Savings Bonds and Taxes 101
April 9, 2017 3:02 PM   Subscribe

Super simple question. Let's say a relative bought you (made-up numbers!) $30k in savings bonds when you were a child. You cashed out the bonds as an adult for (again made-up numbers!) $45k in 2016. Do you owe taxes on the full $45k or just on the $15k interest? I know there a lots of nuances here. But before I ask my accountant more specific questions, I want to make sure I'm heading down the right path. And I can't seem to find a simple answer to this question online!
posted by whitewall to Work & Money (6 answers total) 2 users marked this as a favorite
From my research (dealing with similar situation), you only owe taxes on the interest. The IRS lets individuals "gift" other individuals a set amount (right now it's 14K), after which the taxes are (without special arrangement) the responsibility of the giver, not the recipient. So think of it this way: you were gifted whatever cash value of the bonds when you were born. If your benefactor really gifted you $30K in the same tax year, it was their responsibility to pay taxes on whatever was over the gift exemption. Now you possess bonds that accrue interest, and for those you either pay taxes on the yearly interest (which no one actually does), or you pay taxes all at once on the total interest when you redeem them.

Another way of thinking about this: there's no difference between your situation and being given $X in cash that your parents later invested on your behalf. If there were a difference, no one would buy savings bonds for other people!
posted by ayerarcturus at 3:18 PM on April 9, 2017 [2 favorites]

Oh, I should also mention that you needn't calculate the interest yourself -- your bank should generate a 1099-DIV that tells you how much interest you should report. Bring that to your accountant, and he or she should be able to do the rest.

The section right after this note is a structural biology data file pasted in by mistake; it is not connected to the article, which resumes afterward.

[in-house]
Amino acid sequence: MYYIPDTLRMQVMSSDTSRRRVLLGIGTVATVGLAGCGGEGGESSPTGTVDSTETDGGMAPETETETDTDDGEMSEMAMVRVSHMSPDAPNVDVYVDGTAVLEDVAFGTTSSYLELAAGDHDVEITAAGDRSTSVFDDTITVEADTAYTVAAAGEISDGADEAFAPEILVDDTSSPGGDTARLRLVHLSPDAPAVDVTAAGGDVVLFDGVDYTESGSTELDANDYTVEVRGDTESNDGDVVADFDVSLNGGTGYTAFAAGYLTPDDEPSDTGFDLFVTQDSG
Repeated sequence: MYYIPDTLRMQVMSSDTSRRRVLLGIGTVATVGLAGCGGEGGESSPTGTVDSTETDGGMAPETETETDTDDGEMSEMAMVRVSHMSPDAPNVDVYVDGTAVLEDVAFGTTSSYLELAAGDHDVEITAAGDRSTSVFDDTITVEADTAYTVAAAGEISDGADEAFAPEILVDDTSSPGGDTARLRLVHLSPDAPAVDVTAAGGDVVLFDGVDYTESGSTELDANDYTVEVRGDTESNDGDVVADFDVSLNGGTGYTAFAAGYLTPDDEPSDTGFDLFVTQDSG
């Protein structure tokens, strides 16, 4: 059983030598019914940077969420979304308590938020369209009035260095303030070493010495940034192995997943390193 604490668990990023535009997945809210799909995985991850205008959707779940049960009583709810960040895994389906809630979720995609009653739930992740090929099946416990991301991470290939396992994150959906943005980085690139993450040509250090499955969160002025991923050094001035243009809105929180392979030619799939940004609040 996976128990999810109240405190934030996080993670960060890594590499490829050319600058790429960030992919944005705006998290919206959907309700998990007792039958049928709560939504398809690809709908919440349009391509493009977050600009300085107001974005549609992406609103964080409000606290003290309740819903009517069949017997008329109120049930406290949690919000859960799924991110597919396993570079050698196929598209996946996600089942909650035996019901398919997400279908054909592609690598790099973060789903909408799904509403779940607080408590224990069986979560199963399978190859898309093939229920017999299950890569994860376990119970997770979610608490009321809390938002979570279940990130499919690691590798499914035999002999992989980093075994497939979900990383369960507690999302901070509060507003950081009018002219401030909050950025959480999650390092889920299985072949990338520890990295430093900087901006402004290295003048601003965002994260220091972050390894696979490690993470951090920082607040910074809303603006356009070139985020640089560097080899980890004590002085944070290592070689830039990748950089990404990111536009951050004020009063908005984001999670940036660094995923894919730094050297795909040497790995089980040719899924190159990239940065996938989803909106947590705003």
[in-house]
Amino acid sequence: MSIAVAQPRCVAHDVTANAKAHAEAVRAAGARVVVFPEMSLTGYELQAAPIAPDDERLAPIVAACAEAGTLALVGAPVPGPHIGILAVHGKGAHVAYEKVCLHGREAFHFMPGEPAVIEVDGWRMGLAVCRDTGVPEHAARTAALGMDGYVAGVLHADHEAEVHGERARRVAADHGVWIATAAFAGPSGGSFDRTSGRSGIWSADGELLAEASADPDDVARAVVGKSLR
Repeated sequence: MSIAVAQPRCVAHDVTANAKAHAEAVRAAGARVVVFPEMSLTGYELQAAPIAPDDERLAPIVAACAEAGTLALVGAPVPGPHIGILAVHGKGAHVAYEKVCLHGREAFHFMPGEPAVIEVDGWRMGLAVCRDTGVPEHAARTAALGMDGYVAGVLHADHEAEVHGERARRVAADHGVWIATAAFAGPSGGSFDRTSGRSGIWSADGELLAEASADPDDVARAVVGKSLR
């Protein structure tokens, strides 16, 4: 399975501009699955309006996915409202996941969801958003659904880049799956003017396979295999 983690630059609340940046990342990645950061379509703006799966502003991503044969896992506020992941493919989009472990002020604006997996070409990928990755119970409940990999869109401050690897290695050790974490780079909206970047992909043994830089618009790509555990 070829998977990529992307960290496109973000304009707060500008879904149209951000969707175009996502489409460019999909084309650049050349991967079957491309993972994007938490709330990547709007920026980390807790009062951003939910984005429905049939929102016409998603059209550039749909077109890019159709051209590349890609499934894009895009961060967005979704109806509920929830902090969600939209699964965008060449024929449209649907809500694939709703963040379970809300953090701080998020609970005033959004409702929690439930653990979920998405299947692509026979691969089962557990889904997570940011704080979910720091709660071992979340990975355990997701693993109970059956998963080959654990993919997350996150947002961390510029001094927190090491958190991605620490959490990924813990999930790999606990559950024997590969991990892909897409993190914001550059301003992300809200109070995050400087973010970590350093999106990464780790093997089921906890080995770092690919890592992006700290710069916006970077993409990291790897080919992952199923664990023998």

posted by ayerarcturus at 3:22 PM on April 9, 2017 [1 favorite]

>If your benefactor really gifted you $30K in the same tax year, it was their responsibility to pay taxes on whatever was over the gift exemption

I just want to point out that a common misunderstanding with the gift tax here is that after a gifter goes over the 14k threshold for any one person the gifter is only required at that point to file a gift tax form that shows the excess going towards their lifetime exclusion of 5.45 million. Only after that lifetime exclusion is reached (again ignoring total gift amounts per person falling under the yearly gift threshold) are taxes owed by the gifter.
posted by Karaage at 3:16 AM on April 10, 2017 [3 favorites]

Well, root of my confusion solved. My bank double reported the interest earned on my 1099, making it almost equal to (but not exactly) the entire redeemed amount. Trying now to sort that out before Tax Day...

If anyone stumbles across this in the future, it's worth also explaining that EE savings bond are issued at 50 percent of face value, so in the example above, you'd actually have 30k of interest to pay tax on (the 45k redemption value less the 15k purchase price).
posted by whitewall at 9:56 AM on April 11, 2017

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